This article is written by a friend of mine who prefers to remain anonymous. Rest assured that his history with, and knowledge of, the inner workings of the University are such that his word is solid and match much of what I know about the earlier years of the University also.
The article by Notrocketscience on the apathy of Pitt Alumni was timely for those who wonder about the commitment to building loyalty. Perhaps not so good in timing with LOI Day approaching as rival coaches and family members who would prefer not to have the athlete sign with Pitt relishing any negativity.
I’d like to offer some commentary regarding the Pitt Alumni. I’ve been a Pitt fan for 63 years. I go back to when my cousins played for Pitt, and I got to know members of the 1955 and 1956 Pitt bowl teams. I later shared a hospital room with a Pitt football captain, so players and coaches were constantly there. I’ve also had cousins and a brother-in-law who were professors at Pitt. So, there is a little family and personal affiliation with the University other than just my undergraduate degree.
If you don’t mind me going back before most of you readers were born, let me recount some of Pitt’s history.
People forget or are unaware of Pitt’s history as a private university until the financial repercussions of Chancellor Litchfield’s massive effort to turn Pitt into an Ivy League member. He spent lavishly to build new facilities while hiring away top professors from other institutions. That was an exciting and challenging time for Pitt.
Daresay we even looked down on Penn State as just a state party school for applicants who couldn’t muster the SAT’s required at Pitt. No one thought of West Virginia other than on the football field. Ohio State and Michigan were not nearby, so they seldom were a factor in the area. Pitt had many New York City area students and sadly too few African-American students. It was such a different time as we went through the fifties and sixties with the cultural and civil right changes.
We sadly saw our university need to affiliate with the State due to a financial crisis, thus Pitt became “State Related”. We still had our traditional foes Notre Dame, Penn State, West Virginia, Syracuse, Army, and Navy, plus a bevy of opponents from other areas: Boston College, Miami, UCLA, Oregon, Oklahoma, Nebraska, California, and others.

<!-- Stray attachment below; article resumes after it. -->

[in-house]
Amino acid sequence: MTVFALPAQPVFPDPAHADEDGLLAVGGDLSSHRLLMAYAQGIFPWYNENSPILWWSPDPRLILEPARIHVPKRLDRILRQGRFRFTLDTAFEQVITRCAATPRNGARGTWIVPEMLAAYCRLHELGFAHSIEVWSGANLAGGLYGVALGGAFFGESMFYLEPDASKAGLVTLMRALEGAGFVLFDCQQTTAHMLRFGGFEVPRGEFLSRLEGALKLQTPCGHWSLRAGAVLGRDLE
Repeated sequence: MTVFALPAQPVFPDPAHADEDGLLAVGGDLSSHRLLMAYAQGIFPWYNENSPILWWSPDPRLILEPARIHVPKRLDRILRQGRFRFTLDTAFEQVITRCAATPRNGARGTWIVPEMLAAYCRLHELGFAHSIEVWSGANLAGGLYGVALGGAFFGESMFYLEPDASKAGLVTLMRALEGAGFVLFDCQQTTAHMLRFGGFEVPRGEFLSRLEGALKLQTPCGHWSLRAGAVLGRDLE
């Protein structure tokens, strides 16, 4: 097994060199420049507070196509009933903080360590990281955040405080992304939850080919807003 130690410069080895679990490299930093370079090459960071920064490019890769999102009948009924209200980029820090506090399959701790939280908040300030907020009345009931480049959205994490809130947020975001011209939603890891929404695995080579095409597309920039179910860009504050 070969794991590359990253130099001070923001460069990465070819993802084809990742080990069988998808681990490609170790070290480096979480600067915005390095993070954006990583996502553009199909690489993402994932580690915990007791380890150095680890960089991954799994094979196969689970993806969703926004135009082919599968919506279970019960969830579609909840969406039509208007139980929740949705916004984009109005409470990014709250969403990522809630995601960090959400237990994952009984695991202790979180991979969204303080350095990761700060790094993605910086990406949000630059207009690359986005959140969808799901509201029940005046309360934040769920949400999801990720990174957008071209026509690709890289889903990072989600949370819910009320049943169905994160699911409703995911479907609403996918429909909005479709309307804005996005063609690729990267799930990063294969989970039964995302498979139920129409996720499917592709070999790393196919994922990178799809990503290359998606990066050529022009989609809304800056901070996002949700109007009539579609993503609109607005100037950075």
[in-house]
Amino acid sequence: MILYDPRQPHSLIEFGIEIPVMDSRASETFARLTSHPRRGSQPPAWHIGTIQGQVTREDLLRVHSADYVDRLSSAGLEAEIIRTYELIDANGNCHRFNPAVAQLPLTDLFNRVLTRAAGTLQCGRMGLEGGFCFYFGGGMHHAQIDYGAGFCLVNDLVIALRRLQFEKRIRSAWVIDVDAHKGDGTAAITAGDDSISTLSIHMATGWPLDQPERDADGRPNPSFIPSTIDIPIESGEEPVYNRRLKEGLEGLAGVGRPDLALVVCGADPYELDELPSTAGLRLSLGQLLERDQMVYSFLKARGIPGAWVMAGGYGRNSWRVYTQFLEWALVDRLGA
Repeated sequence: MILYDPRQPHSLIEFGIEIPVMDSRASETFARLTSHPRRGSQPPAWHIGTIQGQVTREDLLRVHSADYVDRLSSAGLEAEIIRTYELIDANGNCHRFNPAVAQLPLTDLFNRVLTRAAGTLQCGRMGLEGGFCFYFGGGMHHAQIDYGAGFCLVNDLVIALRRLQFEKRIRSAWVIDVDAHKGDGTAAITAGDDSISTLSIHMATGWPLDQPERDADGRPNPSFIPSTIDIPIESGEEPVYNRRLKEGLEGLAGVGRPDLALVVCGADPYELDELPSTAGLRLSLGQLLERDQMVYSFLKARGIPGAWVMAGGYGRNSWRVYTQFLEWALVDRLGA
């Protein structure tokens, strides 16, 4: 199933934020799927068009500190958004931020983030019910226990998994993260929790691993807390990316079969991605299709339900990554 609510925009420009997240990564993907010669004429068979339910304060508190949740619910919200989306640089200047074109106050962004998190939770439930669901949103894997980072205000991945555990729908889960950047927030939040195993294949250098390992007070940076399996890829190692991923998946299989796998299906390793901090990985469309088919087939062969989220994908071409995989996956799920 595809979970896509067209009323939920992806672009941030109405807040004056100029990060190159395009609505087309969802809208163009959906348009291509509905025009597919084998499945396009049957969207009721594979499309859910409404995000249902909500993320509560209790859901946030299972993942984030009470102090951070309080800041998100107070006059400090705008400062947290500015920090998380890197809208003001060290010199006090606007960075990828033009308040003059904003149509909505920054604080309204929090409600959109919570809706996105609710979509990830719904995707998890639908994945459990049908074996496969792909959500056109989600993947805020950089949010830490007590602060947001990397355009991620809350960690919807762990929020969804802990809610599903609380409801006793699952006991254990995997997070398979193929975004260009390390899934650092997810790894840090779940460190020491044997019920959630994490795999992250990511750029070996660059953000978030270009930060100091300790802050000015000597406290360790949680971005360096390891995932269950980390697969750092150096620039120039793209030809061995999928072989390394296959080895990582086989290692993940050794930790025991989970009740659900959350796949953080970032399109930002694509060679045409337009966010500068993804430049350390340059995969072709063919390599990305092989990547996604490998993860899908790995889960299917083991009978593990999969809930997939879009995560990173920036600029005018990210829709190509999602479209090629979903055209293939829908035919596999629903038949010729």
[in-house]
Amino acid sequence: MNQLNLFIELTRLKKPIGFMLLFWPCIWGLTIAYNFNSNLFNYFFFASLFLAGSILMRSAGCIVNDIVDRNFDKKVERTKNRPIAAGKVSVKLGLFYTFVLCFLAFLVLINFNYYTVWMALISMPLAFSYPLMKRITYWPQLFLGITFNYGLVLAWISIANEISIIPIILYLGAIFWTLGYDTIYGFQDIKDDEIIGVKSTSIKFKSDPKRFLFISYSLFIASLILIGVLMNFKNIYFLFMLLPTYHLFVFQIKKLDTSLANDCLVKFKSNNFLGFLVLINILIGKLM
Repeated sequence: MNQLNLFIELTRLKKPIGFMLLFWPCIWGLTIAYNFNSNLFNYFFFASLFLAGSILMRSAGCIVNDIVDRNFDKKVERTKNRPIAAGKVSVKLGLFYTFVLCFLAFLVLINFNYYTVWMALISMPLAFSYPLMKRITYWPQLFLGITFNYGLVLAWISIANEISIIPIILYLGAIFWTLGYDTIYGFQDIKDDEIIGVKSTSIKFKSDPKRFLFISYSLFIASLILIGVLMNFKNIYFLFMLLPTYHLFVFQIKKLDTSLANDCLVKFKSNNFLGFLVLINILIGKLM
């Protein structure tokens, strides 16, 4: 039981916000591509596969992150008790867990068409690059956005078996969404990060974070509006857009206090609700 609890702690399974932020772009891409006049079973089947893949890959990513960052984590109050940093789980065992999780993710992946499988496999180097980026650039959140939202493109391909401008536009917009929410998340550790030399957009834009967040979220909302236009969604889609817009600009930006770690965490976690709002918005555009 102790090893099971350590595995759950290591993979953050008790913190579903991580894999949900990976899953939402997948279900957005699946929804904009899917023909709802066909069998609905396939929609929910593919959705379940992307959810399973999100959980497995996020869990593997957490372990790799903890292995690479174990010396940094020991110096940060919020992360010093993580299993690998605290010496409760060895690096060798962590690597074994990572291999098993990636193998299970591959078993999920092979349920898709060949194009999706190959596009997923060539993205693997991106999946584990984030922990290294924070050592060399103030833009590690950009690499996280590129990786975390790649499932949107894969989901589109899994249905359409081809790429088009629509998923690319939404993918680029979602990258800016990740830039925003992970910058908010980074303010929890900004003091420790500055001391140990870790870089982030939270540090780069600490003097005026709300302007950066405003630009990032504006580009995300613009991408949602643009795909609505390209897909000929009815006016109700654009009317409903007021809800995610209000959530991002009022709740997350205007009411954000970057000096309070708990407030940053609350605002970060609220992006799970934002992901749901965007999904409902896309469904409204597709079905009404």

There was no real conference, but the Beast of the East title was a goal. We all felt good about Pitt and the idea of Eastern Football. Independence enabled Pitt to schedule across the country.
Then things started changing with the advent of television’s great need for live sports for younger males. First, ABC dominated then added ESPN later. Not to get into all the changes, but colleges saw the financial rewards for athletic success, so the race was on for national recognition, the betterment of coaches, more dynamic athletic directors, and alumni/fan support groups.
Pitt was richly rewarded by John Conomikes (a top executive of Hearst Broadcasting) as he helped build the Golden Panthers and corner people to help support Pitt’s athletic department. Ok, two sports being football first and basketball second. In the 1990’s the conference alignment scramble began.
What many don’t know is the effect of Pitt’s changing from a semester system to a Trimester school year. That move alone destroyed the old concept of “Class of XXXX” as you could have finished your college requirements in as little as two and a half years or chose to have more time to earn money and graduate after four years.
Students from that point on lost a sense of identity with classmates other than if they were friends.. So, unlike other schools that had a genuine sense of “Class of XXXX,” we didn’t. To this day, that is my biggest sad memory of Pitt. Since then I’ve garnered a professional and graduate degree from elsewhere. From experience, graduate students have a different life experience with a university than do the undergraduates.
Also, fraternities and sororities were not prolific at Pitt. Yes, they existed. But, they were a tiny part of Pitt and not influential at all. They were certainly, nothing like the fraternity rows that one can see at Georgia, Penn State, Miami (Ohio) and other schools.
So now, let’s talk about Oakland. Even back then (please forget the comments about our covered wagons on Fifth or Forbes), Oakland was a mish-mash of older mill worker homes on one side of Forbes and then a section of fine older gentry brick homes with nice lawns, etc. on the other side of Fifth Avenue. Nothing could be done to change that as the mills were still in operation while Pittsburgh was the 3rd corporate center in America and the 7th largest city in America (a surprise to many).